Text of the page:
- If you prefer a tour with a real guide, Sagrada Família also offers 50 minute guided tours in English, also for €4. These cannot be reserved ahead (book at the ticket office when you purchase your ticket or redeem it depending upon which method you purchased it). They are offered at 11am and 1pm everyday throughout the year and at 12pm on weekends and June-Oct. If you’re not sure which you’d prefer, you can wait until you arrive to decide by not purchasing the audioguide ahead–you can purchase one at a desk when you enter through the gate.
- To ascend one of the towers for a view of the city, there is an additional €3 charge. If you want to do this, also book it when you purchase or redeem your ticket at the ticket office because there is usually a long wait (you will be assigned a time). Make sure the time they are offering you is ok with you–we decided not to do it because of how long the wait was. In the event of high winds or heavy rain, the elevators may be closed. Children under 6 are not allowed to go up to the towers, and children under 14 must be accompanied by an adult. Also, the towers are not considered handicapped accessible. If you’re deciding between the two, remember that the Passion Facade elevator will take you both up and down, but the Nativity Facade elevator will only take you up (you have to walk all the way back down).
- Location: Sagrada Família Church is easiest reached by taking the Metro to the Sagrada Família stop (exit toward Pl de la Sagrada Família, it’s right there). The street address is C/ Mallorca, 401.
- Admin Stuff: Plan to spend 1.5-2 hours here (or more) depending on if you do the entire audioguide, if you ascend the tower, and how many pictures you take (photography is permitted and there are SO many good shots to get both inside and out). There is a check room for large bags (luggage), and wheelchairs are available for those who may need them.
Casa Milà (La Pedrera)
- Casa Milà, nicknamed La Pedrera which means “The Quarry” for its uneven stone exterior, is a Gaudí-designed apartment building complete with the most fanciful roof you will ever see. Constructed between 1906 and 1910, Gaudí seems to have challenged himself to see how few straight lines he could use on the project both inside and out! Visitors can now see the central courtyard, top floor, attic and roof. The top floor has a finished apartment which shows what the complex would have looked like furnished at the time of its construction, and the attic houses an exhibition of Gaudí’s drawings, photos and models and videos of his buildings. The roof is the highlight of the complex (and what makes the admission price worth it). It is covered with 30 fanciful chimneys resembling what some say are medieval knights, some skeletons… everyone has their own opinion. So see it for yourself and decide; it is truly an once in a lifetime experience. [Note: The headline photo at the top of this page is also of Casa Mila's rooftop.]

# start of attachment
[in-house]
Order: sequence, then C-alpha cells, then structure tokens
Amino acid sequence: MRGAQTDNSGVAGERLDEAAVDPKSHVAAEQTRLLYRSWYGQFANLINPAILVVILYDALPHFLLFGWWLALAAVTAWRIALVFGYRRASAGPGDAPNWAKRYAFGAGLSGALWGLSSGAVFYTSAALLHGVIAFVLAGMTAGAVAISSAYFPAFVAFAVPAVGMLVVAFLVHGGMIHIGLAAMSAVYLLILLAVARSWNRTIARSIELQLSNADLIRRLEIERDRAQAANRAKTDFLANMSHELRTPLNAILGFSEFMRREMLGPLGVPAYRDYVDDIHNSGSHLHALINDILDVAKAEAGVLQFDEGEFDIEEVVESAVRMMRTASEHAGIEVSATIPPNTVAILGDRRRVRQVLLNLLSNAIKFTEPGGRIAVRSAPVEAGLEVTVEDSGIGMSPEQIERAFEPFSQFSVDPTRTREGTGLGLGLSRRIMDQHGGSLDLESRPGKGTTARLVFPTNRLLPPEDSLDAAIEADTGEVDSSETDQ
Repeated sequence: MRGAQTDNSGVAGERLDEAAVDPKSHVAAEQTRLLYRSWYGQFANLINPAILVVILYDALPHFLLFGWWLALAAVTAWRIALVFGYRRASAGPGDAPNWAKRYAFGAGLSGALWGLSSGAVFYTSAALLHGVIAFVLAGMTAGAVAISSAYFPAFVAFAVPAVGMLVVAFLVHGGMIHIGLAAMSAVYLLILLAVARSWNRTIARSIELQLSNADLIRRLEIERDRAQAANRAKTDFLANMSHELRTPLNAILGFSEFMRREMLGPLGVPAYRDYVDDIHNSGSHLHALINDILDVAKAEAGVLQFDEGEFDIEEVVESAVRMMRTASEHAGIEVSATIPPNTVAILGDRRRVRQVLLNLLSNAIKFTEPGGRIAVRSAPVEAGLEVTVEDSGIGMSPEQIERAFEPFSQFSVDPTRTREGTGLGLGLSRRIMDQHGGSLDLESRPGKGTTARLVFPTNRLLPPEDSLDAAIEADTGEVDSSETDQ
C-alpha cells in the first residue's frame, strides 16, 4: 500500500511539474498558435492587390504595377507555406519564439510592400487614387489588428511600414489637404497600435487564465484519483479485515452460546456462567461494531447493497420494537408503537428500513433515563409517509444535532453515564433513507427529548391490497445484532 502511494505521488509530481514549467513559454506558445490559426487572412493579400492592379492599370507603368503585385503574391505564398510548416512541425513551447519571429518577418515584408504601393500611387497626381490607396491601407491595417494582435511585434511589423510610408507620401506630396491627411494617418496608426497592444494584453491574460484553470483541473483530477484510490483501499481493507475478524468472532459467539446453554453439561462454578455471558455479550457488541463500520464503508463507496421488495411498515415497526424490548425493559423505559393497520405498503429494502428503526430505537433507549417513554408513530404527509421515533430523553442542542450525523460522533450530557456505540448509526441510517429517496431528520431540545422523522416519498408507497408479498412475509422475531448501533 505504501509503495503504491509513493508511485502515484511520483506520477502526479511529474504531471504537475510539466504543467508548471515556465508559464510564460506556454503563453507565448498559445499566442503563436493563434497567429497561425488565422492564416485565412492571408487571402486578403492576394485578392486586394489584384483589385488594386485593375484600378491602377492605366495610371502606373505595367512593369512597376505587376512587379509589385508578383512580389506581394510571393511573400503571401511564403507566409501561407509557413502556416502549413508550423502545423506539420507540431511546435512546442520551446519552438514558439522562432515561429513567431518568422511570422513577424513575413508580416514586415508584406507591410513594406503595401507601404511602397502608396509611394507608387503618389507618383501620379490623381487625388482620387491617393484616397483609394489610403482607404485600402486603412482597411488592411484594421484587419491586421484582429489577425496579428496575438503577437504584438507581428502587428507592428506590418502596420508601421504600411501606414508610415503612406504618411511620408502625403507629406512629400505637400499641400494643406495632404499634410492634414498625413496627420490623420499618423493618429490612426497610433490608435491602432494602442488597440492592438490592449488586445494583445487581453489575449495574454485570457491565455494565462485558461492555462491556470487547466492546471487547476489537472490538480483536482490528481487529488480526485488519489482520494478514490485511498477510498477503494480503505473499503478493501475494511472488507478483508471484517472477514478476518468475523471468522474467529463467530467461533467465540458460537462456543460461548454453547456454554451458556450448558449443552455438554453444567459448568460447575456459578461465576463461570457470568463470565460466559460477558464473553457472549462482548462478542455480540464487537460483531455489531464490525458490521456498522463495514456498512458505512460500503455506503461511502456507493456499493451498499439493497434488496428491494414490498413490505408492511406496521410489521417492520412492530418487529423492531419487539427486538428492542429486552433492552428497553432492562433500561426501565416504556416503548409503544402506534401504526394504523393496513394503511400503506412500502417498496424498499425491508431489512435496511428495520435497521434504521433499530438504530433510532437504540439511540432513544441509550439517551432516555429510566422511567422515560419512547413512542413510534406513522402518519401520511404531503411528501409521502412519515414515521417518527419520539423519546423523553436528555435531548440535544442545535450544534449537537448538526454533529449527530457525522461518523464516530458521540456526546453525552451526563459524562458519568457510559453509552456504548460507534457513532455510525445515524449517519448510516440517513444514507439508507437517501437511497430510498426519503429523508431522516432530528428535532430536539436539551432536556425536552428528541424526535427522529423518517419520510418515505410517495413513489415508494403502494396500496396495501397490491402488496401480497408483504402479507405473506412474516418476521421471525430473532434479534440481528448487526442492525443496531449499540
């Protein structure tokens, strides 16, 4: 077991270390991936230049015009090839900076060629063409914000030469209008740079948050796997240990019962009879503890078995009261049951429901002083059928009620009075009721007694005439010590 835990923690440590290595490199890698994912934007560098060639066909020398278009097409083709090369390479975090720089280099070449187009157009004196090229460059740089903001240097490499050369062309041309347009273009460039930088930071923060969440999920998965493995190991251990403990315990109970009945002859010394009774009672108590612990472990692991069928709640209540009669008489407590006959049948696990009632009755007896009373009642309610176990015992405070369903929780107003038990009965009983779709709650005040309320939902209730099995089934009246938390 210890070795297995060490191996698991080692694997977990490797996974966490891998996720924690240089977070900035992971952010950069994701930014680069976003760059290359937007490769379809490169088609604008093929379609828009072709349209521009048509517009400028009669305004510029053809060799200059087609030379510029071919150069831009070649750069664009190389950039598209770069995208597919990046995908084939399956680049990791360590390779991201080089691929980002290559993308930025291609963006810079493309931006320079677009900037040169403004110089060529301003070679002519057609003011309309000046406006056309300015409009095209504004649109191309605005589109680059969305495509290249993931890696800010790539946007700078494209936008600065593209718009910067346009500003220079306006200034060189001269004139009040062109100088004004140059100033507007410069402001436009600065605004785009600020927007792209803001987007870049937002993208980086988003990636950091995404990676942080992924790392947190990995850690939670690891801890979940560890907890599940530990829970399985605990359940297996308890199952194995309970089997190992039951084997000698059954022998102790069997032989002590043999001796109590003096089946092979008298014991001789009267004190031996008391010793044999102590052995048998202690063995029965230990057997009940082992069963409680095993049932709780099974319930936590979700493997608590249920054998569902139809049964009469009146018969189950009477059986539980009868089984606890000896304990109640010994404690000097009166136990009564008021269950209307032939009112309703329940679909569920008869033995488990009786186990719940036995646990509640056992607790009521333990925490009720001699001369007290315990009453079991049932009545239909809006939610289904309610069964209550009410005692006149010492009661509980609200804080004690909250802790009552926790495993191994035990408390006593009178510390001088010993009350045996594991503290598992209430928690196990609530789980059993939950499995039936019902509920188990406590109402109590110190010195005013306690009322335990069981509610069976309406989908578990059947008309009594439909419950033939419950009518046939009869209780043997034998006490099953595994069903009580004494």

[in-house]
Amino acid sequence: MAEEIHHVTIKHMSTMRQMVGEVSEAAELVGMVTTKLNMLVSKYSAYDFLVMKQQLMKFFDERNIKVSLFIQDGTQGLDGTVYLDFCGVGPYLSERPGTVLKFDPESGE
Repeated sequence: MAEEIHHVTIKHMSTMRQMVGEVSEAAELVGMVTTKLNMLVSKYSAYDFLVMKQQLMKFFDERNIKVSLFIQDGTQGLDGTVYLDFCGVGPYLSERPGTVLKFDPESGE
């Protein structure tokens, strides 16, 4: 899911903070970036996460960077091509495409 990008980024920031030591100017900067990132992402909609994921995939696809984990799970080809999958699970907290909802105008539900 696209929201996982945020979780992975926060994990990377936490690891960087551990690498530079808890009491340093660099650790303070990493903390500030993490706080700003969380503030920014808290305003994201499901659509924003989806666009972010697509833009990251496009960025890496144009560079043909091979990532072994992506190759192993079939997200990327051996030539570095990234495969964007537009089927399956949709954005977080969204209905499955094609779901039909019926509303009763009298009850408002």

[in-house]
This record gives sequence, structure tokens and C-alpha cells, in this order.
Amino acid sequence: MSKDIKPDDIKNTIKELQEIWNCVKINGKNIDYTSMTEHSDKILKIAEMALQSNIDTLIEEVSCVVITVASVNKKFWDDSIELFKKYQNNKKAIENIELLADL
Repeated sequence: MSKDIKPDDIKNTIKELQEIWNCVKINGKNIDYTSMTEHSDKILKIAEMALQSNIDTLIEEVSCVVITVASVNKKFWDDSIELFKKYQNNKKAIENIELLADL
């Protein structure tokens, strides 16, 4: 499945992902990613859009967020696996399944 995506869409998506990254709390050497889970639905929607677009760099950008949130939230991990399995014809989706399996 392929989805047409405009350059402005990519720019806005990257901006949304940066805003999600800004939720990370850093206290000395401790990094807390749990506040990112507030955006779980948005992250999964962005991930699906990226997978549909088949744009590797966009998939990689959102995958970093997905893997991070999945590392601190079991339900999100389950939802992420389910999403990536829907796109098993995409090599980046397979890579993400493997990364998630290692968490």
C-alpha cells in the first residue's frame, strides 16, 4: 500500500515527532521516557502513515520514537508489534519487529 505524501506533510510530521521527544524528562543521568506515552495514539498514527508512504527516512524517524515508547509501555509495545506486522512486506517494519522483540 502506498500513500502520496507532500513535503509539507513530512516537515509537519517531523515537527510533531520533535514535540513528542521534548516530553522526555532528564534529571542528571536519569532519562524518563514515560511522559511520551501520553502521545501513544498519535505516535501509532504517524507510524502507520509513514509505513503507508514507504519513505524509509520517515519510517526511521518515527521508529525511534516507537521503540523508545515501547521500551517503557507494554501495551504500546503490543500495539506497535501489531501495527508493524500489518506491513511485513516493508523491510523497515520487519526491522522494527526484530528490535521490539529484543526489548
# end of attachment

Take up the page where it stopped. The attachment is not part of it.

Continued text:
Photos: Left: Entrance to Casa Milà; Center: The Courtyard from the Roof; Right: Staircase on the Bottom Floor of Casa Milà
- Major Tip: The line for Casa Milà can get very long, particularly in summer and on weekends. Save yourself the headache, and if you know when you plan to visit, book ahead (you must select a time from the available options when booking). It doesn’t cost much more to do this, and you can walk straight in past the lines (I found it to be worth it). Tickets can be purchased at http://www.lapedrera.com/en
- Hours: Nov-Feb daily 9am-6:30pm (opens at 11am Jan 1); Mar-Oct daily 9am-8pm; Closed Dec 25 (last entry 30 mins before closing)
- Cost: Tickets online cost €15 for adults, €13.50 for students, €7.50 for children 6-12, and free to children under 6. Tickets at the door cost €14 for adults and €11 for students. I can’t currently confirm the charge for children 6-12, but expect about €1-2 cheaper than the online booking price. Children under 6 free. Audioguides cost an additional €4, and are not included in the price of online (or at the door) tickets. While beneficial in helping to understand the sight–and I would definitely personally purchase one–if you’re trying to save money, I found the one at Sagrada Familia to be more worth the cost.
- Location: 92, Passeig de Gràcia, in the Eixample district of Barcelona. 4 blocks up from the Passeig de Gràcia Metro stop or one block from the Diagonal Metro stop. (Buses: 7,16,17, 22, 24 and 28 also run here)
- Admin Stuff: When it rains, the roof can be closed. No flash photography inside, no tripods.
Photos: Left: View from the Rooftop; Center and Right: Inside the Apartment on the Top Floor
- Casa Batllò is another Gaudí-designed apartment complex (built 1904 – 1906) similar to Casa Milà. While the roof is very nice, I would say the roof of Casa Milà is more impressive, however, the interior of Casa Batllò is more impressive than Casa Milà’s, and Casa Batllò is much more colorful both inside and out. If you have to decide between the two (the costs can start to add up, and Casa Batllò is even pricier than Casa Milà), I would go with Casa Milà for the roof. However, looking back, I wish I had spent the money and just seen both. (As a side note, the price difference between Casa Milà and Casa Batllò is about €4, but with the Casa Batllò ticket, your audioguide is included. The Casa Milà audioguide costs an additional €4, so if you plan to purchase one there, the price is technically the same.)